The projection shows the Serbian Progressive Party (SNS) on track to win 62.5 percent of the votes, while the Socialist party—a junior coalition partner in the outgoing government—is seen coming second with 10.7 percent of the votes.
The center-right Serbian Patriotic Alliance led by former water polo player Aleksandar Sapic is seen in third place with 4 percent of the votes.
A brass band orchestra at the SNS headquarters was playing traditional Serbian music before Vucic proclaimed victory.
Dozens of smiling people cramped in a small room, hugged each other, and few had their faces covered with masks, despite doctors warning to be cautious to avoid spreading of the CCP (Chinese Communist Party) virus, commonly known as novel coronavirus.
“Tonight people showed enormous trust in our team,” Vucic told journalists. “Serbian people have decided what kind of future they want.”
Another Serbian pollster CRTA saw turnout at 48 percent compared to 56.7 percent in 2016.
Turnout was hit by a boycott by some opposition parties, who say the vote will not be free or fair owing to Vucic’s grip on the media.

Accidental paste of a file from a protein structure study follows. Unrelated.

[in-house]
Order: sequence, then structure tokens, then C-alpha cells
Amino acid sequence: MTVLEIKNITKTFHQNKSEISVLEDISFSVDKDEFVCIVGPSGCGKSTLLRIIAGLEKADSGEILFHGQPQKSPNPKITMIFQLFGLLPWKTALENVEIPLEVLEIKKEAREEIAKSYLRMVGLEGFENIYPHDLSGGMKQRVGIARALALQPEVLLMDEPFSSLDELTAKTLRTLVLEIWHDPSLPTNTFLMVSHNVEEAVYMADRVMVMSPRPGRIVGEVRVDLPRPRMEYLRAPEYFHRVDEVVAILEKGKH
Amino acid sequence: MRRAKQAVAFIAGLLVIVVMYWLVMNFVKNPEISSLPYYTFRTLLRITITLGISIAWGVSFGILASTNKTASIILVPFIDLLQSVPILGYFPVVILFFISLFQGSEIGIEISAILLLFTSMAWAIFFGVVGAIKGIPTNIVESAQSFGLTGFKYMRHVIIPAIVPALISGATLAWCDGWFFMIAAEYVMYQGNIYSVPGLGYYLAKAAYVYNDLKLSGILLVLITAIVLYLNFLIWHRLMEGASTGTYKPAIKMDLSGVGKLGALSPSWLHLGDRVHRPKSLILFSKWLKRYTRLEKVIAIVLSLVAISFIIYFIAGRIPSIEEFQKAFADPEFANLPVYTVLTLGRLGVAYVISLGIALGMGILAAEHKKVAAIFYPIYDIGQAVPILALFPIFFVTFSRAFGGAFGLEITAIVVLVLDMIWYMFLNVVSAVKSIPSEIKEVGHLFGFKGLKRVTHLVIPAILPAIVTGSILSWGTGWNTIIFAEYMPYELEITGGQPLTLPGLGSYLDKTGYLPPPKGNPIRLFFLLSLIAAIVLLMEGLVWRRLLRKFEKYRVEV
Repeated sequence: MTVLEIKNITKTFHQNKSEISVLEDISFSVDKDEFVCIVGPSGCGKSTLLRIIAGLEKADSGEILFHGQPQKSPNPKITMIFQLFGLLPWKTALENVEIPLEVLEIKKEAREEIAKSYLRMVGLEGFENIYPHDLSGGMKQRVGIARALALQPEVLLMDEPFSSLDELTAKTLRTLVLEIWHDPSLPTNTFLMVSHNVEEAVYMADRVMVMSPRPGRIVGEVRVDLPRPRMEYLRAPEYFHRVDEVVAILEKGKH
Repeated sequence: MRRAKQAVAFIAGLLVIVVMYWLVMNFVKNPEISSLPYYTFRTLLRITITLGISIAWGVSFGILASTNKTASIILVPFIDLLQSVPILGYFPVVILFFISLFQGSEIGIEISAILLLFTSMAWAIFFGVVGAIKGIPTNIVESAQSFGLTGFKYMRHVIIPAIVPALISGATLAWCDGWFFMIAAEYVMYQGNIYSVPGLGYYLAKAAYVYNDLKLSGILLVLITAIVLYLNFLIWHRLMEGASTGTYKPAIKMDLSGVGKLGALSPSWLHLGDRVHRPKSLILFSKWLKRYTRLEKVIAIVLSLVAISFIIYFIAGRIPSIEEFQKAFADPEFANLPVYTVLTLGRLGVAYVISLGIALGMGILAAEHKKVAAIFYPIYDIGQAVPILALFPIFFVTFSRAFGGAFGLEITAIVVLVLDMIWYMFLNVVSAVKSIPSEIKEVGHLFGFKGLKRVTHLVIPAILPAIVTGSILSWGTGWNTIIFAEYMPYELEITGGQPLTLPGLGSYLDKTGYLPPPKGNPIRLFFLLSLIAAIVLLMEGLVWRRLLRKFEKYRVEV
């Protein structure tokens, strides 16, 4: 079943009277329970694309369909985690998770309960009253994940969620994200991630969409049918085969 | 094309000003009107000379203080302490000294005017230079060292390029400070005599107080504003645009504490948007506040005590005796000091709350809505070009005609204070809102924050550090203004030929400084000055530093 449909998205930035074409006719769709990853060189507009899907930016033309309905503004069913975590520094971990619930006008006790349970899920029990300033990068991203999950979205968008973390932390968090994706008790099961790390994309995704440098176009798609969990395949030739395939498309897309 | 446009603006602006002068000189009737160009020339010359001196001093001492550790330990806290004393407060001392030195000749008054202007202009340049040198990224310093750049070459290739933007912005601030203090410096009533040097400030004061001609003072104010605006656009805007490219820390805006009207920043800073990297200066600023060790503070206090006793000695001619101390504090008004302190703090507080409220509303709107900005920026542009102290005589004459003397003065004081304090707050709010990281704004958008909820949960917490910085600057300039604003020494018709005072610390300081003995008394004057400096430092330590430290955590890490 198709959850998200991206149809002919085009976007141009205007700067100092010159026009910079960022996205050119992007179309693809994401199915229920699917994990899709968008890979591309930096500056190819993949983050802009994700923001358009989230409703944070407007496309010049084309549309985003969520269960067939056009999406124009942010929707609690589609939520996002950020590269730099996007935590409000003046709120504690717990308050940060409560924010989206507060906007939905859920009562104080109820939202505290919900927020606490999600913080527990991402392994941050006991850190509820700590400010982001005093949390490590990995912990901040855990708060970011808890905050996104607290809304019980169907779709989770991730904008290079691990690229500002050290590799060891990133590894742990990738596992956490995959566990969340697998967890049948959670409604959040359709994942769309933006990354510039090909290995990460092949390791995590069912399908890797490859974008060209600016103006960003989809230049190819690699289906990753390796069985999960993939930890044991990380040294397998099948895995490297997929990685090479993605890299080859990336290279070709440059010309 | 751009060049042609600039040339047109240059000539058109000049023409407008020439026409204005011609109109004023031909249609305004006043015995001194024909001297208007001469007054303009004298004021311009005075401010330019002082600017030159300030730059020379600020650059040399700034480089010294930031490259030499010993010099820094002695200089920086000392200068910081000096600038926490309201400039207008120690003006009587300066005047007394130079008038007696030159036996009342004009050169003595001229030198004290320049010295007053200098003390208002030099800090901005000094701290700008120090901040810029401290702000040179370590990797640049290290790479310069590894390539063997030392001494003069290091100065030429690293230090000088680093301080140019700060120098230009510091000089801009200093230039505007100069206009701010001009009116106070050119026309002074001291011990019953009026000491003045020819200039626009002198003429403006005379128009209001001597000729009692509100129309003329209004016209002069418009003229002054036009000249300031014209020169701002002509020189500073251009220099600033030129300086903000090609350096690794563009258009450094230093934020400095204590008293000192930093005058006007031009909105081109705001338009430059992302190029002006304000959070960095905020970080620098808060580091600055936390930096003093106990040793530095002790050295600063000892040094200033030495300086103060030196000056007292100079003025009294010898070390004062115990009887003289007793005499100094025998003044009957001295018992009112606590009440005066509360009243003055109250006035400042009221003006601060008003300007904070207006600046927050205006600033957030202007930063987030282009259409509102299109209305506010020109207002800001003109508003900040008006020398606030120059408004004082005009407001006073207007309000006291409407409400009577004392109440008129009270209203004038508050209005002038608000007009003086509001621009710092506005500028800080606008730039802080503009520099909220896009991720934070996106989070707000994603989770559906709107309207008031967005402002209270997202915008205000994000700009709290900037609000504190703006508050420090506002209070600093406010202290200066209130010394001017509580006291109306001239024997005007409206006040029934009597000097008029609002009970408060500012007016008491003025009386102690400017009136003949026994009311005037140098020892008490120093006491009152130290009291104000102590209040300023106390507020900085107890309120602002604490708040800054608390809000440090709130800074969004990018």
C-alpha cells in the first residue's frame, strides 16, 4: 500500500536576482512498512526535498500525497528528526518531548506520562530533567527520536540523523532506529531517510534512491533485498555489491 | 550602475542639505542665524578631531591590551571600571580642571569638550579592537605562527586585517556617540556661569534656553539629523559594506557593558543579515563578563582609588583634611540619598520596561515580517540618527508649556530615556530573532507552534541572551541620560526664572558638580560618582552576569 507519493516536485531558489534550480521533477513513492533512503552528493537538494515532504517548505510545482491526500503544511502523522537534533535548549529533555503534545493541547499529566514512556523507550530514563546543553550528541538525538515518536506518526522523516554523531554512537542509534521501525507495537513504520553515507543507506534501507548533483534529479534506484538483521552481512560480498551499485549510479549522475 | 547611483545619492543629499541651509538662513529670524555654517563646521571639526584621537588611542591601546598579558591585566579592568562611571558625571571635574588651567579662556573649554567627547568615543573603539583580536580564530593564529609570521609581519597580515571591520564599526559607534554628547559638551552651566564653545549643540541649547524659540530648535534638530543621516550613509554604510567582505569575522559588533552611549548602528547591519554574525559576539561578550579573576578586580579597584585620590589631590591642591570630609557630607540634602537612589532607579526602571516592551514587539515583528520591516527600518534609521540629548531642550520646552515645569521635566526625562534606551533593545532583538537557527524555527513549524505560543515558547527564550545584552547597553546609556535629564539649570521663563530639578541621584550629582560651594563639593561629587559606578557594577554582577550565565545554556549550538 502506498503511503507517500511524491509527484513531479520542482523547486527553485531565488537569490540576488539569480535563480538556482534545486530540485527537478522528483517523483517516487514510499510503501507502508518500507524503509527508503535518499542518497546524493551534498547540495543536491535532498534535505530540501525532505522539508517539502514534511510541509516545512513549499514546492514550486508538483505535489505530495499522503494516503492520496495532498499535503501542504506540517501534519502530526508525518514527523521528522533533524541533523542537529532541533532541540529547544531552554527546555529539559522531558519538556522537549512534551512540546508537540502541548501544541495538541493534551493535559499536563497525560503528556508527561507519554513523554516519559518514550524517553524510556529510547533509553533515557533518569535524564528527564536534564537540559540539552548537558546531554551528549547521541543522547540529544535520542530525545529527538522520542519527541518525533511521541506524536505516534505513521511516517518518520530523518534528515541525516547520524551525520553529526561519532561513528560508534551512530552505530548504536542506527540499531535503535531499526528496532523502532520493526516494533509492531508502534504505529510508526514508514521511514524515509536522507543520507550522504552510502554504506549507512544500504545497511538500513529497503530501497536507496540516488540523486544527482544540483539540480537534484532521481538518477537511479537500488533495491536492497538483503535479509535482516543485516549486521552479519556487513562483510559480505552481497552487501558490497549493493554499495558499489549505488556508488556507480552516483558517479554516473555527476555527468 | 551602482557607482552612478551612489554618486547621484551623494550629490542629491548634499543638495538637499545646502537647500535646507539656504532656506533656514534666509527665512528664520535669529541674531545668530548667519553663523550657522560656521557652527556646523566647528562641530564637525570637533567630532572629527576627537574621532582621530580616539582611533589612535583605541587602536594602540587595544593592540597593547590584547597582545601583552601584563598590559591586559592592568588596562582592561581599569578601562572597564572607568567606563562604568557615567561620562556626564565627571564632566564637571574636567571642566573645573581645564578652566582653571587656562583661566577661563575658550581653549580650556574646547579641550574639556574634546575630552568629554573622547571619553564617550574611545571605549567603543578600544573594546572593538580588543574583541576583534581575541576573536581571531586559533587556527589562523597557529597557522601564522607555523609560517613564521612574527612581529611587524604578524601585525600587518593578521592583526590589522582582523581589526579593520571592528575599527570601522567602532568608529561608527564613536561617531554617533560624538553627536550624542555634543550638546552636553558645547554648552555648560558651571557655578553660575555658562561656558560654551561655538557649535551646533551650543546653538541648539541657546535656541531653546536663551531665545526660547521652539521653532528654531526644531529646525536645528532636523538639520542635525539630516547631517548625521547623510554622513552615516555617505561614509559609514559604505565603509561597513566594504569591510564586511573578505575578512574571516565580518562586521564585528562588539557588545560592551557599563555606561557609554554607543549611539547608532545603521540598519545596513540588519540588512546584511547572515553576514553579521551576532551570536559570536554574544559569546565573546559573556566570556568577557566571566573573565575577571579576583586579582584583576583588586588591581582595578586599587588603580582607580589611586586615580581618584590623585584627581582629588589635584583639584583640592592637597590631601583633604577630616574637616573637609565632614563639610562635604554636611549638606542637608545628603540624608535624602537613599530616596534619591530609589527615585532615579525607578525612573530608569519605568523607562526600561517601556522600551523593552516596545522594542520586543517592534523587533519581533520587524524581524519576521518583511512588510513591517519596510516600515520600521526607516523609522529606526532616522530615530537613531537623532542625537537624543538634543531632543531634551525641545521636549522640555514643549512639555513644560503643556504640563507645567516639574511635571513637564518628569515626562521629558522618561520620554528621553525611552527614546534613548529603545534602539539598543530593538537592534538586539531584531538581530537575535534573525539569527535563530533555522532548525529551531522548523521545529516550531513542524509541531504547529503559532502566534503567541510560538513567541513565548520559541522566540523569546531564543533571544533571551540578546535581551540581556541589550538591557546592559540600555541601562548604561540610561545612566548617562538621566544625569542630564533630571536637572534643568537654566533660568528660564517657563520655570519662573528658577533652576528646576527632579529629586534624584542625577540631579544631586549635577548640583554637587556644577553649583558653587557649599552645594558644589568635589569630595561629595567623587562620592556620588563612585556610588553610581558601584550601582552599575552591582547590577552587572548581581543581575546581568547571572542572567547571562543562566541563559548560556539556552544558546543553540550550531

Voters largely back efforts by Vucic’s ruling coalition to push for Serbian membership of the European Union while maintaining strong ties with Russia and China.
But the future government will face increasing EU and U.S. pressure to recognize the independence of Serbia’s former province of Kosovo, a move seen as key for regional stability.
Serbia, which has a population of 7.2 million, has reported 12,894 confirmed cases of COVID-19 and 261 deaths. It was among the first European countries to start opening its borders on May 22 and all lockdown curbs have since been lifted.
Analysts and pollsters said that health concerns kept some voters at home, especially among higher-risk groups. About 1.2 million people on the electoral list have lived abroad for years and are unlikely to vote.
By Aleksandar Vasovic
Epoch Times staff contributed to this report